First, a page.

Indicators of success - Katchr asks what are you BGIs?

"Standing still is the fastest way of moving backwards in a rapidly changing world,” said Lauren Bacall – not necessarily known as a business guru, but clearly a wise woman.

In the world of performance management, there’s much talk of key performance indicators (KPIs) – but, in a recent meeting reviewing our own business performance, I was introduced to the acronym BGI – business growth indicator. A subtle change in terminology, but to me one that captures the importance of measuring the right things. I often talk about key attributes of KPIs being ‘forward looking’ and ‘aligned to business objectives’, and the term BGI neatly encapsulates these, for our business at least.

What are your BGIs? In your law firm, what measures truly indicate the future potential for growth, and your progress towards that? Well clearly, when talking about the future, it will not be billing or time recorded last month.

At Katchr, we have adopted eight BGIs to monitor across all aspects of our business: customers, new business, people, process and finance. Identifying the right future-focused measures has been an interesting challenge, and I’m sure we will refine these over time.

For customers, we have selected one customer feedback measure – net promoter score (if you’ve never heard of it, look it up) – and one indirect measure of engagement – percentage of active users across our licenced users. This second measure is important for us, as licensed users not actively using the product are far less likely to continue to pay us recurring licence fees. It’s therefore a key indicator of future revenue.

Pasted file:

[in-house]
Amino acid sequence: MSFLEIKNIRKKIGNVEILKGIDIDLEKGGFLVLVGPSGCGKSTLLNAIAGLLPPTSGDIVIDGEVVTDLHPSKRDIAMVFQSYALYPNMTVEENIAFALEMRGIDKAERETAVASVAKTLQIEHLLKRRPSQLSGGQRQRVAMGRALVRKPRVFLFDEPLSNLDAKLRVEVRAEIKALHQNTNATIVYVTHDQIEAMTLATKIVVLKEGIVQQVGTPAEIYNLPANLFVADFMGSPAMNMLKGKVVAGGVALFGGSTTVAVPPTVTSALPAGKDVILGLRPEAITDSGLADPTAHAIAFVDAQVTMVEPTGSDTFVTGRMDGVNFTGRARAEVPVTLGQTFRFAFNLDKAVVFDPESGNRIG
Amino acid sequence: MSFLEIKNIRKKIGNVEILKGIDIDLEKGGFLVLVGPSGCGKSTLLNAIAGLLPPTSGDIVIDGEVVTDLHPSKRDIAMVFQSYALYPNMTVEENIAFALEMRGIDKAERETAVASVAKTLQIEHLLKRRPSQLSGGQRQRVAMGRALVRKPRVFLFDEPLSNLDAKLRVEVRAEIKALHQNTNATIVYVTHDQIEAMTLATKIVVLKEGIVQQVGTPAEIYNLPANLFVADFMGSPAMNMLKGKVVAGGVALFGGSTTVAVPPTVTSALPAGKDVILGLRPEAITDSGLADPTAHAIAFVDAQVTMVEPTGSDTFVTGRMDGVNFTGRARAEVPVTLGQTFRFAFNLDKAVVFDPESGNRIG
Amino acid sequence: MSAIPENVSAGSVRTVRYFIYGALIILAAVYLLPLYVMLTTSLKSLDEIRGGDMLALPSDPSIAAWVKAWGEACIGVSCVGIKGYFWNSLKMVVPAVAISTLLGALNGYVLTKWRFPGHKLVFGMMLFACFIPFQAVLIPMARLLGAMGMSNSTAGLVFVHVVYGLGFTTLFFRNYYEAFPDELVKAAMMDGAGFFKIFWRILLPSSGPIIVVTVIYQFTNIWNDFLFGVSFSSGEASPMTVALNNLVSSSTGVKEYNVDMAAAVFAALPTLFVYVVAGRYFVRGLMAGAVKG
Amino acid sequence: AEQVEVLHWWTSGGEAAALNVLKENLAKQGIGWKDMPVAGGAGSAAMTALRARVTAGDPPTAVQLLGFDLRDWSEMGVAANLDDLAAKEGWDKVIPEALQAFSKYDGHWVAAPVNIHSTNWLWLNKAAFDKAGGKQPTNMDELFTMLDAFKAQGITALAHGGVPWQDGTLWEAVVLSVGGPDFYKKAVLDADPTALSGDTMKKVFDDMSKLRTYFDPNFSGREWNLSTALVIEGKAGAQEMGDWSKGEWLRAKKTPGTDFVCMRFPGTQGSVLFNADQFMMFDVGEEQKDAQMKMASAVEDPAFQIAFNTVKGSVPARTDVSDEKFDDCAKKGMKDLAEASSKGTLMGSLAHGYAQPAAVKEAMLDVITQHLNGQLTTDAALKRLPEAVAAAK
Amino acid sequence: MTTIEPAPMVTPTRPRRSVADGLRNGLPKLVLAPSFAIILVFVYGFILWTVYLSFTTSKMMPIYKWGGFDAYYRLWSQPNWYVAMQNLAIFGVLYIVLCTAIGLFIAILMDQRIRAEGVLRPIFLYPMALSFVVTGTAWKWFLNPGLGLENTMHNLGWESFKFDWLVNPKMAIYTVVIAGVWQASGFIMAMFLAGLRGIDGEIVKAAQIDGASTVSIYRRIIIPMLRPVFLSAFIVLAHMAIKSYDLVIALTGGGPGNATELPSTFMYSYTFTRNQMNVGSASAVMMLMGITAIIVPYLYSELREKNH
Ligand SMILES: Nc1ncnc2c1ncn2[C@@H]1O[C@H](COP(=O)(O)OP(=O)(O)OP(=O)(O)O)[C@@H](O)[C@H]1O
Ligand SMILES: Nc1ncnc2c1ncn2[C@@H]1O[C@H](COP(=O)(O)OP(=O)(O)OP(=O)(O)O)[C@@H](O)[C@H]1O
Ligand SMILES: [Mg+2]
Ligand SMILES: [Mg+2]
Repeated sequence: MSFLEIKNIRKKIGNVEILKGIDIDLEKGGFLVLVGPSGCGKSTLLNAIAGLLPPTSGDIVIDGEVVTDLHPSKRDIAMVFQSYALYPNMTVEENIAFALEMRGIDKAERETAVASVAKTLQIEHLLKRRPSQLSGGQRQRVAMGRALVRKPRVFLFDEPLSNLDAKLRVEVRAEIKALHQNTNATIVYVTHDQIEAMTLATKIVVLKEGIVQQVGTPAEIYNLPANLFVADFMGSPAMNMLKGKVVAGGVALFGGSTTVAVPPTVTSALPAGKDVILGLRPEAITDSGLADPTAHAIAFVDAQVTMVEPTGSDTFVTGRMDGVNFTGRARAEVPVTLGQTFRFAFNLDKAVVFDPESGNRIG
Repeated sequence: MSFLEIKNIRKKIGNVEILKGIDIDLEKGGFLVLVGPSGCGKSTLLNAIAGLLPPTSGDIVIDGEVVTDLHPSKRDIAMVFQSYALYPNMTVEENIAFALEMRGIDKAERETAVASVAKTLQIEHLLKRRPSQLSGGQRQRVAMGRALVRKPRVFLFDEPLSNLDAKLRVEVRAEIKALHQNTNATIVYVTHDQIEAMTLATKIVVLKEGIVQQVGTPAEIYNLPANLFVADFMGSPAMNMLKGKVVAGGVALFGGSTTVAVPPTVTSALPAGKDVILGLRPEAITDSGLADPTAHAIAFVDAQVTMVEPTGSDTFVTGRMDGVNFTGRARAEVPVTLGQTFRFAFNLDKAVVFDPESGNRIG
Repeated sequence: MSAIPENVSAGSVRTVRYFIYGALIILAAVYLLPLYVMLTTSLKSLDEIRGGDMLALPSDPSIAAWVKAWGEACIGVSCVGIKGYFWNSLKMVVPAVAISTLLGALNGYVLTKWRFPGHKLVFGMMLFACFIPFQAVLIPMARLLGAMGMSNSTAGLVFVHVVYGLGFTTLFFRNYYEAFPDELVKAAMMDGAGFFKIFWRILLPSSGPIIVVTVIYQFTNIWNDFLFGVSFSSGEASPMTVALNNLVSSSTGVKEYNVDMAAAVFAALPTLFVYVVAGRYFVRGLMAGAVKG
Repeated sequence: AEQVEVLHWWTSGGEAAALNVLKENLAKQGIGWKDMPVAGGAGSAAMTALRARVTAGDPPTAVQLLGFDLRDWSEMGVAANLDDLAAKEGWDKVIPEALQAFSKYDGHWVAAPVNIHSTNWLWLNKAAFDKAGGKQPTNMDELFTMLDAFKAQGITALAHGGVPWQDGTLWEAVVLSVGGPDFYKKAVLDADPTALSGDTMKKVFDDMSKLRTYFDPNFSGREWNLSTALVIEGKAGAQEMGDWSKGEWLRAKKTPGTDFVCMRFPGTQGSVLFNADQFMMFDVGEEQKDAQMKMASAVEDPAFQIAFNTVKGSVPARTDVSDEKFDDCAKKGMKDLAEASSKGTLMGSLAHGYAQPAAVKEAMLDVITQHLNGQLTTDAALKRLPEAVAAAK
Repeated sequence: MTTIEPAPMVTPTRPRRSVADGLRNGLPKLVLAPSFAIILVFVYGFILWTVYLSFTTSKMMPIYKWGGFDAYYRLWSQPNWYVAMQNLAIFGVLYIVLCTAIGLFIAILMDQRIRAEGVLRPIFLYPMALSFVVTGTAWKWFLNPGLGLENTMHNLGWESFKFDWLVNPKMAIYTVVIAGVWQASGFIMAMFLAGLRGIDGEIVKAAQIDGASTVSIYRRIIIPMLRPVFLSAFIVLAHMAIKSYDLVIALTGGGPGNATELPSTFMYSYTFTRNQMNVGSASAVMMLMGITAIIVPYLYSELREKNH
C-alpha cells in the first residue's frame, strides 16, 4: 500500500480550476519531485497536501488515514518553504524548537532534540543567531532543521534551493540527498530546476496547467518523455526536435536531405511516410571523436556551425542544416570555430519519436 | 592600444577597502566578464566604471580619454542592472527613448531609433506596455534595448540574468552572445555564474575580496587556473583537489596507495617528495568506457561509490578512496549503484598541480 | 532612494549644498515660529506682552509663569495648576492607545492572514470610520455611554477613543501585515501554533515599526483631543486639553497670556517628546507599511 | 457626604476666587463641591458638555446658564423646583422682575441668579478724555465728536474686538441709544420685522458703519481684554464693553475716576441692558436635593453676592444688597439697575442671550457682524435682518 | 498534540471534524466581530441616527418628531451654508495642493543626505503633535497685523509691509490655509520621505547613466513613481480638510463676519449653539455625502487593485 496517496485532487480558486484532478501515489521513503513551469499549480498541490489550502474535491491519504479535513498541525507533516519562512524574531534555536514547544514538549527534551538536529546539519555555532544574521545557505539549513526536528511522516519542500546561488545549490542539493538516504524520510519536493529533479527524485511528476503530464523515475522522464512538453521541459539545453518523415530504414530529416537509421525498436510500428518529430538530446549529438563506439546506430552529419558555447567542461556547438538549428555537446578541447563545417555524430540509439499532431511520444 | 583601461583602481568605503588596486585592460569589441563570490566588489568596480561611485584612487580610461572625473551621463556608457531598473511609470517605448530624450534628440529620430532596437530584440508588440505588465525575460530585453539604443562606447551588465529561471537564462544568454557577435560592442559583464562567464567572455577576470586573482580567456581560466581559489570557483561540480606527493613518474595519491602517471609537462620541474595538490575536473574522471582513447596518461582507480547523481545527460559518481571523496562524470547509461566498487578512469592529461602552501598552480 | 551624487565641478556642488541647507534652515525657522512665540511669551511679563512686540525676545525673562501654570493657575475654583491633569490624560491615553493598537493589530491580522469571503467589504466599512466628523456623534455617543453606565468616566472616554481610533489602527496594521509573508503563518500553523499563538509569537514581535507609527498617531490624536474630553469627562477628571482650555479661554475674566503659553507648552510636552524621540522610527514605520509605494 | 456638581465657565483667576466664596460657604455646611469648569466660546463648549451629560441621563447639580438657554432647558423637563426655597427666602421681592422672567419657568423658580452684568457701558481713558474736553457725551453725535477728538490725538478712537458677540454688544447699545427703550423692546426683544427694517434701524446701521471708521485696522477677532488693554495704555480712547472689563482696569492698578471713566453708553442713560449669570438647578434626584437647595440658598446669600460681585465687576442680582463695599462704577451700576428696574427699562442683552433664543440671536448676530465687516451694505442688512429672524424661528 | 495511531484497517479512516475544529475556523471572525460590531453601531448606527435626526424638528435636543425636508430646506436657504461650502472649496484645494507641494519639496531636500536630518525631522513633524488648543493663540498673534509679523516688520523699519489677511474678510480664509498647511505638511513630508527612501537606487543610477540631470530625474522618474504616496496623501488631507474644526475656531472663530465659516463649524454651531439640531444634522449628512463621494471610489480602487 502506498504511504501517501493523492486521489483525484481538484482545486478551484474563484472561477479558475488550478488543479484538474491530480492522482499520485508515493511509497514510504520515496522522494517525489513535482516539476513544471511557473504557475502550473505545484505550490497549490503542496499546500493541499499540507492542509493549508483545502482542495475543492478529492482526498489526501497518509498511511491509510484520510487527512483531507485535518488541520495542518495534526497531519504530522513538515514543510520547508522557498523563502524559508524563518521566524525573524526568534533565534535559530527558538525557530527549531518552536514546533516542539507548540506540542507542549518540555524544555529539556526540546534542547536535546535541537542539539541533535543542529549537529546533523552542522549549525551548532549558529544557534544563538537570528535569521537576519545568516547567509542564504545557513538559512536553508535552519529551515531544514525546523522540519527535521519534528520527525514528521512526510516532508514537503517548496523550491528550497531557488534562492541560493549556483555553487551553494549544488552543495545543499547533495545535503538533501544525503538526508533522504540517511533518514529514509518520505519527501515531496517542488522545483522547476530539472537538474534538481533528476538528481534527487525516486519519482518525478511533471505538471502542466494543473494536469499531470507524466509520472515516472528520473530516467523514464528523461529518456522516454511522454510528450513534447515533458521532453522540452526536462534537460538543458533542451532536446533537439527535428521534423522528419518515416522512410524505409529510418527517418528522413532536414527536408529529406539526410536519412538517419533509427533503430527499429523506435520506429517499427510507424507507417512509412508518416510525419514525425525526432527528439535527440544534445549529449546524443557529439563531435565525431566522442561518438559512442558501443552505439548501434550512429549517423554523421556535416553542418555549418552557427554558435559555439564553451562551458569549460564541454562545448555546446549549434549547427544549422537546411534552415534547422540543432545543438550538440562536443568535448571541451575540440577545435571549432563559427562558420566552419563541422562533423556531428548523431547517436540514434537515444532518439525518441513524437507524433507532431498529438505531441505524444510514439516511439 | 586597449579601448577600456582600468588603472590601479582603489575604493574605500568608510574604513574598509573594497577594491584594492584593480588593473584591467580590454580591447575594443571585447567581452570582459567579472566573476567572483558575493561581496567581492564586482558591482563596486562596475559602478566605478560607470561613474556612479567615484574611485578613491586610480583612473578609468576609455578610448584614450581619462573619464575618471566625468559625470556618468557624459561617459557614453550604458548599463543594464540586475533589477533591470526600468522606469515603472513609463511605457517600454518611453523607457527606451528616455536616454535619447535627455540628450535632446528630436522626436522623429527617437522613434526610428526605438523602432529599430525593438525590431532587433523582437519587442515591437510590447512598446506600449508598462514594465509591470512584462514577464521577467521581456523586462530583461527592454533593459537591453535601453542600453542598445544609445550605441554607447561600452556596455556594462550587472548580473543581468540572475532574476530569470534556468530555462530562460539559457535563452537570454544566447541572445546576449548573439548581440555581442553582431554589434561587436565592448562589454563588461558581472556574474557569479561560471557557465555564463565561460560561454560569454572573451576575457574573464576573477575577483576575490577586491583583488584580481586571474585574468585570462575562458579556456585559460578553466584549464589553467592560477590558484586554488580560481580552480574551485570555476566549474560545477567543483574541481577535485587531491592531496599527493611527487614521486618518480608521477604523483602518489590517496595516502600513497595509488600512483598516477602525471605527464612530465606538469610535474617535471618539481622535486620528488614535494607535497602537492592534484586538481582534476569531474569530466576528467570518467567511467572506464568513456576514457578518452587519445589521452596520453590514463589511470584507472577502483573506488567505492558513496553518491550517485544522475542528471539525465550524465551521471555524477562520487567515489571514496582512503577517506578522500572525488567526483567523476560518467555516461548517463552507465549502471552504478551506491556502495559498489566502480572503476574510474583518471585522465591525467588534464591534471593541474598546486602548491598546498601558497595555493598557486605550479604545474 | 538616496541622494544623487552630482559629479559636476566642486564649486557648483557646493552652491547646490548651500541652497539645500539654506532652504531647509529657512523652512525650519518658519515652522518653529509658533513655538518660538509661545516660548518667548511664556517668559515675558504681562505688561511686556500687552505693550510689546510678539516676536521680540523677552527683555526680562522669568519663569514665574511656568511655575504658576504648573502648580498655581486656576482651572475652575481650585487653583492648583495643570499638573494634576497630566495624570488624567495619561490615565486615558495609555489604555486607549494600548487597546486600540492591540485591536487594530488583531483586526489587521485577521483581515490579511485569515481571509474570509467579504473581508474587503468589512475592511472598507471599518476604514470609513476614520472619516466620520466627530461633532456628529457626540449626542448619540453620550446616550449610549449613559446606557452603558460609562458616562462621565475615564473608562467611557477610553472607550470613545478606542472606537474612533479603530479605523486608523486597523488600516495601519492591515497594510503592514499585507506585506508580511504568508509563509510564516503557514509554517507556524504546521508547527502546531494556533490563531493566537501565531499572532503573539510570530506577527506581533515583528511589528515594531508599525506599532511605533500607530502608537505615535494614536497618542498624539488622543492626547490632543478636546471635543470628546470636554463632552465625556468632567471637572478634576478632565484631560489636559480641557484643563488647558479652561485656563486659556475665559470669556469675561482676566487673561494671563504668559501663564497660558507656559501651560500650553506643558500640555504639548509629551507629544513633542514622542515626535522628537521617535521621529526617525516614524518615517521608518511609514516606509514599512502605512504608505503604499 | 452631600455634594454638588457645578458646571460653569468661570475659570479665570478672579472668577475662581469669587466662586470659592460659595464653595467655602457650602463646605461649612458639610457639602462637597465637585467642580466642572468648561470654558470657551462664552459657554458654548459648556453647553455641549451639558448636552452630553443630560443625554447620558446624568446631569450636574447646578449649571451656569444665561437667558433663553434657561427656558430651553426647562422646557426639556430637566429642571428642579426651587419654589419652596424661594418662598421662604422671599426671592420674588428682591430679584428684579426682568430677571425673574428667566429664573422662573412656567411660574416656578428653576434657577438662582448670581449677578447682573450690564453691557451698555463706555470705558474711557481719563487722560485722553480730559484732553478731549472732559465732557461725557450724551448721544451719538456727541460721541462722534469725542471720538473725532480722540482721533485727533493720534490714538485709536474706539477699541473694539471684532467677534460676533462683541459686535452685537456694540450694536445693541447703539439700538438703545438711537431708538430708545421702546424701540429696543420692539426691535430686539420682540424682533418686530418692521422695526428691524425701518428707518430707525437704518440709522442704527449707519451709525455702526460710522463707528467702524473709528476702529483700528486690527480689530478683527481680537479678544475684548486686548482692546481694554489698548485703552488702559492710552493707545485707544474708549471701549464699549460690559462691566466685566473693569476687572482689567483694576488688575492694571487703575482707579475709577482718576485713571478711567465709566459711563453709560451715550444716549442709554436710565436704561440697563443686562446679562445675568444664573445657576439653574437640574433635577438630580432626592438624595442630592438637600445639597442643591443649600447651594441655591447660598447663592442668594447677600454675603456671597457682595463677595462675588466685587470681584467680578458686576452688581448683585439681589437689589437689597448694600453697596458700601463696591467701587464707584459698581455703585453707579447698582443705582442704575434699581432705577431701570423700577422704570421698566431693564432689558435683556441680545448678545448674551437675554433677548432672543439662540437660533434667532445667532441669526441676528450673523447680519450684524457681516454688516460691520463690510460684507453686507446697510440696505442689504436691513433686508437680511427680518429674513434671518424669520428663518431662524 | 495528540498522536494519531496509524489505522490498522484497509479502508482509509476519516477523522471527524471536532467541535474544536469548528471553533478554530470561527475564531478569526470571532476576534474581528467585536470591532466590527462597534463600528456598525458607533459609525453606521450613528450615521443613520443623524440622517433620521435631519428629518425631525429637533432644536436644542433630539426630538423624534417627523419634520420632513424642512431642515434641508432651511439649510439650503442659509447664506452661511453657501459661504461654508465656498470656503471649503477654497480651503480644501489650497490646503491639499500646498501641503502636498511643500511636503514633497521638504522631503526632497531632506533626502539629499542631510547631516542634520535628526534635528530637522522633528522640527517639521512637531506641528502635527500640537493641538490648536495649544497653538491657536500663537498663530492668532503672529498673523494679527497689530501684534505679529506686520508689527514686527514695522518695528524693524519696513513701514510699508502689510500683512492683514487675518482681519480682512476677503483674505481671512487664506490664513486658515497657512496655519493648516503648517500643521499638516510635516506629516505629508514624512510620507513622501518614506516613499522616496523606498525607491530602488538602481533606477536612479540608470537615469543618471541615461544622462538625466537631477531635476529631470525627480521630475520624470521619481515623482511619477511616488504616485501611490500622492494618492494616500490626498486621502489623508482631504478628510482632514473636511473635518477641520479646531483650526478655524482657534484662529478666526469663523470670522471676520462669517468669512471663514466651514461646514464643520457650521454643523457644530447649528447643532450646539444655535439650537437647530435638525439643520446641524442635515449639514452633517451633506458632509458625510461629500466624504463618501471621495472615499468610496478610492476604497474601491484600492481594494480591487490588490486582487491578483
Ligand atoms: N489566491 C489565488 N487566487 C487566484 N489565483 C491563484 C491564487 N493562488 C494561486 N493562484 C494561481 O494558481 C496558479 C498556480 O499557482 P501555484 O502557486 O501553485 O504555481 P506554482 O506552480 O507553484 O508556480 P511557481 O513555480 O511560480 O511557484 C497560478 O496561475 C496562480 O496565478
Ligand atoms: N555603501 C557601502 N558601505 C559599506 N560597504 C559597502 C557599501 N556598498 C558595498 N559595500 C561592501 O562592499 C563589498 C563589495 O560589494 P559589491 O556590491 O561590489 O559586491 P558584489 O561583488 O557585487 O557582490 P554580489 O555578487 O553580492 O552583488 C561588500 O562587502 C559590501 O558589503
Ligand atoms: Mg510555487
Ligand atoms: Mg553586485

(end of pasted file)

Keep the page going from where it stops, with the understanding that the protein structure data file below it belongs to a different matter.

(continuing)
In terms of new business, we measure a fairly conventional combination of pipeline value and conversion ratio. This is a common practice in most commercial organisations, but one I rarely see attempted in law firms.

We have decided that the key peoplerelated measure for us at present is delivery capacity. This directly impacts our key outcome of future revenue, but also indirectly impacts on both staff morale and customer satisfaction. Two really important objectives for us are keeping these factors high – we measure this in terms of lead time to next new project commencement.

Our two measures of process are both financial in nature, chosen partly because this is the most accurate data we currently have. We look at measures that indicate project stage completion by linking these to invoicing, and then we look at project gross profit as an indication of efficiency.

And finally, our key finance BGI is future contracted annual licence fees, which is common for a software-as-a-service (SaaS) business, and a true indicator of future income for us.

Clearly, the appropriate measures for a business delivering legal services will be different to those of a SaaS business, but what I see as really relevant here is that the measures I have outlined above are specific to Katchr. They are not copied from other SaaS businesses, and they’re not the same things we were measuring last year, or five years ago. They’re specific to the current highlevel objectives for our business at this point in time. And they will evolve as we develop and grow as an organisation.

So what are the BGIs for your firm? And are they really the right indicators for you?

This column appears in LPM October 2018 - Make the cuts. Read the full issue here.

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